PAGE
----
Certainly a maturing relationship with scripture does open up a whole new dimension in the same way a meaningful conversation requires more participation than listening to a monologue. Yet such conversation brings more clarity to the message not less. Recognizing many voices in the scriptures, makes the voice of God more distinct, not less. How to distinguish will be explored in upcoming articles.

Acknowledging the contradictions in scripture also allows me to honestly listen to each author … instead of enforcing a predetermined meaning on every narrative to make them all say the same thing. It actually makes things much simpler if I don’t have to force Luke to say the same thing as Matthew.

They contradict one another.

Once I got over that, I could listen more carefully to their individually unique messages.

Acknowledging errors, faults and imperfections … allows me to see even more clearly that these authors were people just like us. Just as God chose to speak to us most clearly through a human being just like us – Jesus – the book He often speaks through is also fully human. The Bible as the word of man, makes it uniquely relevant to humanity. The imperfections in the text do not give ground for accusation or distrust, rather, as with all intimate friendships, vulnerability becomes a key ingredient to a growing relationship.

I trust that you are starting to see the positive possibilities that open up when the doctrine of inerrancy is abandoned for what I consider to be an altogether more honest approach to scripture. As we venture further into the reconstructive half of this series, it is important to clarify what that means and what it does not mean.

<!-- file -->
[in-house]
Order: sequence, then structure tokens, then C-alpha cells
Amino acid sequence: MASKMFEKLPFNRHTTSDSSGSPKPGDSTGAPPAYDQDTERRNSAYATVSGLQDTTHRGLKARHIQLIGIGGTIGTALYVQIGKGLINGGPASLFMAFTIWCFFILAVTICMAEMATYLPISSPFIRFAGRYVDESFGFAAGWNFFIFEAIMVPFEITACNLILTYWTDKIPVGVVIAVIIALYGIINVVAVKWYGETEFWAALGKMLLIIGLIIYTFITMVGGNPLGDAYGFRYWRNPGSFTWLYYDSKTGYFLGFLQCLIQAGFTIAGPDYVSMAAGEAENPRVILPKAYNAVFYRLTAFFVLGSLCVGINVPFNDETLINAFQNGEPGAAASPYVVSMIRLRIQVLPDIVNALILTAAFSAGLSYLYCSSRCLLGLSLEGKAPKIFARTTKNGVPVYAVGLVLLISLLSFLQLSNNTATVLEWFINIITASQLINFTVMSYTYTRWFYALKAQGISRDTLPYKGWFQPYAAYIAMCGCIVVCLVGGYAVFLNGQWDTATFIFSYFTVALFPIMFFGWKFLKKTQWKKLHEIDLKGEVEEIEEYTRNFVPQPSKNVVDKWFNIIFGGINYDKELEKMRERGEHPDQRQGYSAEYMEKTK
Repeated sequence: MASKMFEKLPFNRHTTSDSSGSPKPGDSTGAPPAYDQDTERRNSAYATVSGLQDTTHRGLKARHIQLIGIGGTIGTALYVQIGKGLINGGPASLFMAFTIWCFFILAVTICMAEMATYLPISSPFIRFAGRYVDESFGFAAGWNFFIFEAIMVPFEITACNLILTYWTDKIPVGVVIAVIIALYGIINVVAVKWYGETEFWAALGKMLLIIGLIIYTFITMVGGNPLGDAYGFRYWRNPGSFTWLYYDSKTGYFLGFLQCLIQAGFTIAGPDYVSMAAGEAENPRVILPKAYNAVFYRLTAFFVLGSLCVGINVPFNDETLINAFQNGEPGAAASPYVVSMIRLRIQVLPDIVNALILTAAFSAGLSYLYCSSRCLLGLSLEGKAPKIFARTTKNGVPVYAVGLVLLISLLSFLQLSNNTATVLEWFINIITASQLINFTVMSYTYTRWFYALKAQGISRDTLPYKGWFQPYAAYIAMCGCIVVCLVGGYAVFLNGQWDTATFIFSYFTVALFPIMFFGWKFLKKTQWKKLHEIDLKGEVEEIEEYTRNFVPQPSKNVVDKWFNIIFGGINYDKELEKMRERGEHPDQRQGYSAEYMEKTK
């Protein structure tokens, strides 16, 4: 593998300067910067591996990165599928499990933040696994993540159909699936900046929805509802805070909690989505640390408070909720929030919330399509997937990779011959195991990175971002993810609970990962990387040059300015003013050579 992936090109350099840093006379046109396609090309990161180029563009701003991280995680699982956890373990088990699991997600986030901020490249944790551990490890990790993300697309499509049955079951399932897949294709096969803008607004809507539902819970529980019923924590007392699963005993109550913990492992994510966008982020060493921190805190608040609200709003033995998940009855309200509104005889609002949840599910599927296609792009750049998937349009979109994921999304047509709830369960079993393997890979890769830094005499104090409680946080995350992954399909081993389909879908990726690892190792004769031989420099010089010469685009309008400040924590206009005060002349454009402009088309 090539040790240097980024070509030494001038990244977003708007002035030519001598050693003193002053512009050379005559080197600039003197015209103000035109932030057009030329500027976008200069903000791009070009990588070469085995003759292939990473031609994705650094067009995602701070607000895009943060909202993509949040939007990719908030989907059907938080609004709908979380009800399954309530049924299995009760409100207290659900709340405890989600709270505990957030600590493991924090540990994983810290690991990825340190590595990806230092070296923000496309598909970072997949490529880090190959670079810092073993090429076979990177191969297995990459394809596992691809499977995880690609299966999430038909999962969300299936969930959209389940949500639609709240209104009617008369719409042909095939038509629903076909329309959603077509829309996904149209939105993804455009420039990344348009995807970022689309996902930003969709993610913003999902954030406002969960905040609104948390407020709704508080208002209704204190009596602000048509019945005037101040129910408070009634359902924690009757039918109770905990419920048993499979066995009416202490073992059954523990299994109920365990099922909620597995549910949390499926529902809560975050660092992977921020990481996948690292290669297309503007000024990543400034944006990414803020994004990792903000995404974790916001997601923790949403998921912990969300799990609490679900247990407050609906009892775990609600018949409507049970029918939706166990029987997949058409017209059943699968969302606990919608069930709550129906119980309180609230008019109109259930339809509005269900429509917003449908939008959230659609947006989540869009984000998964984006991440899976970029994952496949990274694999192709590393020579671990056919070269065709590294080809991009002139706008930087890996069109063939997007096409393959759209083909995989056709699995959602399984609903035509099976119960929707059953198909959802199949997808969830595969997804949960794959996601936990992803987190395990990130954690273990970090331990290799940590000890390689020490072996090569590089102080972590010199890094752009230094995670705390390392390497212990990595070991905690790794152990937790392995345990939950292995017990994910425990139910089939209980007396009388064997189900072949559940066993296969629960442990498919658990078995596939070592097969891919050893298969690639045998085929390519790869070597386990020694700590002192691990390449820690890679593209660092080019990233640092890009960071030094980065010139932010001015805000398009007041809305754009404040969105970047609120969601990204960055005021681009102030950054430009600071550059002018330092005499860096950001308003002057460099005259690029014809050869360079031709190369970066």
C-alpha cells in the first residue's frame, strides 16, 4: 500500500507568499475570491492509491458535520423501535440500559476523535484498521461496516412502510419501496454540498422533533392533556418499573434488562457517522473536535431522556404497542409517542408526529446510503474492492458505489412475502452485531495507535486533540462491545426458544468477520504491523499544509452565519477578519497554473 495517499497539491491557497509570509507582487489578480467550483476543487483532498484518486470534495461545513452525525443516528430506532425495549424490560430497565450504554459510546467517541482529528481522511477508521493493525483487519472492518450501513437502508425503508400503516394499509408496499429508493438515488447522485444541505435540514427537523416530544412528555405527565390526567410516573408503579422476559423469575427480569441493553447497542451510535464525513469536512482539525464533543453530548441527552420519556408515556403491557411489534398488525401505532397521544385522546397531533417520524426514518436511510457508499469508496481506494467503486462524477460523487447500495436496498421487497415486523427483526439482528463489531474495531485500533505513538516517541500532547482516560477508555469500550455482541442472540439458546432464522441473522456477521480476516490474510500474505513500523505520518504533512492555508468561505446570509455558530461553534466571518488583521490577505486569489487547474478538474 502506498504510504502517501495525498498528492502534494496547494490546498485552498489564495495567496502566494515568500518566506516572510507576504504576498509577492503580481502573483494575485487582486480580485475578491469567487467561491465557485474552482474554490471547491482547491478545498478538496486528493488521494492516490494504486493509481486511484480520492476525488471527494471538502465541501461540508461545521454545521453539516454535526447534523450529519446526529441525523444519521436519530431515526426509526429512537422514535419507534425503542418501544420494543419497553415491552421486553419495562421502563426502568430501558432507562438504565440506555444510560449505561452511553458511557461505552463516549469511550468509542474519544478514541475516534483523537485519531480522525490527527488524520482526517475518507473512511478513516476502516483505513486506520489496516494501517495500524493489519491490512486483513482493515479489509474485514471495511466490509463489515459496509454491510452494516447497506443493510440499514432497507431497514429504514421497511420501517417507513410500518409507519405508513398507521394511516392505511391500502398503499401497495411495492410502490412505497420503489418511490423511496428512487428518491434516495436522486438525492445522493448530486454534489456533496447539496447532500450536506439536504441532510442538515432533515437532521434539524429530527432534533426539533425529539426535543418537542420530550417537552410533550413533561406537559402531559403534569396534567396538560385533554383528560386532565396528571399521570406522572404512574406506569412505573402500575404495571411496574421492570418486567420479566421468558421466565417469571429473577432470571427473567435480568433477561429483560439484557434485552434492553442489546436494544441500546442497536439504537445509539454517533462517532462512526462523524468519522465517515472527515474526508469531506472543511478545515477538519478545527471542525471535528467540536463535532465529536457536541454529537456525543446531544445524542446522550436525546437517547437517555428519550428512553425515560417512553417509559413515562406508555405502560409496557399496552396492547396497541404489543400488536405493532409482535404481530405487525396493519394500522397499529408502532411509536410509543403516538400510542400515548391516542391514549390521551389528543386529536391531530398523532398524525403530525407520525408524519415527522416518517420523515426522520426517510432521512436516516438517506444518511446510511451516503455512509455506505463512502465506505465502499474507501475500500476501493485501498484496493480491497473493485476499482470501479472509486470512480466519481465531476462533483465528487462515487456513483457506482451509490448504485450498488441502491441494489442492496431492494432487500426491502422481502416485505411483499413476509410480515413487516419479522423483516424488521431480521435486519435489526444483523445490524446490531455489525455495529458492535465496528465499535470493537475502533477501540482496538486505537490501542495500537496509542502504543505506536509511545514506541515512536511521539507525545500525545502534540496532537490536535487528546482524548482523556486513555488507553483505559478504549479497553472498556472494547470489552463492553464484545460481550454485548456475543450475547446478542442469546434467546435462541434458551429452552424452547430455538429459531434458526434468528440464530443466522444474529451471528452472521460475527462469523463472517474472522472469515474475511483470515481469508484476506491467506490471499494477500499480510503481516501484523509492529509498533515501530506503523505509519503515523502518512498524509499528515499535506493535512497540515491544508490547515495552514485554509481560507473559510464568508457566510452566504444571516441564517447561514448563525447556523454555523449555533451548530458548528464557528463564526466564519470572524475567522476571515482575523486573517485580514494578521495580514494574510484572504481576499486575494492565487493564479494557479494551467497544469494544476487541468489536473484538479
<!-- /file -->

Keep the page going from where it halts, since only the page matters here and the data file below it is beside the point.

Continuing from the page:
The intention with the deconstructive phase was not simply pull apart long held beliefs and expose them as false. Neither is the purpose of the reconstructive phase to build a new structure of correct beliefs. Rather, deconstruction is an ongoing attitude in which we remain mindful of how our thoughts and beliefs are structured. And even in the reconstructive phase there is an ongoing process of replacing unconscious assumptions with conscious conclusions.

Reconstruction is not building a new perfect doctrine in the place of the old deconstructed one. Rather, it is equipping us for an adventurous journey – one filled with risk and danger. This journey has no guaranteed destination. For as we follow the pioneer of our faith, we discover that true faith shows itself most clearly, not in the certainty of how right we are, but in the midst of difficult … impossible situations. The goal is not to teach you exactly what to think and believe about the scriptures, but rather how to explore and how to think – how to find yourself inserted into a living narrative.

Has anything changed in the way you approach scripture?

12 Responses to “What Would Jesus Deconstruct? Part 7 in The Scripture Series

  1. Bobby Kendall on

    Thank you Andre! It’s true that when we realize that the scriptures are evidence of a vulnerable, interactive, human account of our experiences with and thoughts about God, we begin to view the experience as ongoing and even more tangible and authentic. Thank you for your thoughts and I’m excited about reading what’s to follow.

  2. Nick on

    Good stuff Andre. Some have said the Bible reveals the struggle of religion with revelation. Religion in the sense of a violent, score-keeping, imperialistic diety vs the revelation of God’s true character as self-sacrificing and self-abasing for the good of all.

  3. Deborah Henry on

    Philosophy; assumptions and conclusions; structuring approaches…..time-consuming methods and dialogue. Reality check! Realize who you are In Christ and the interaction we have one another and experience God in your daily moments daily by listening and praying better with God and one another.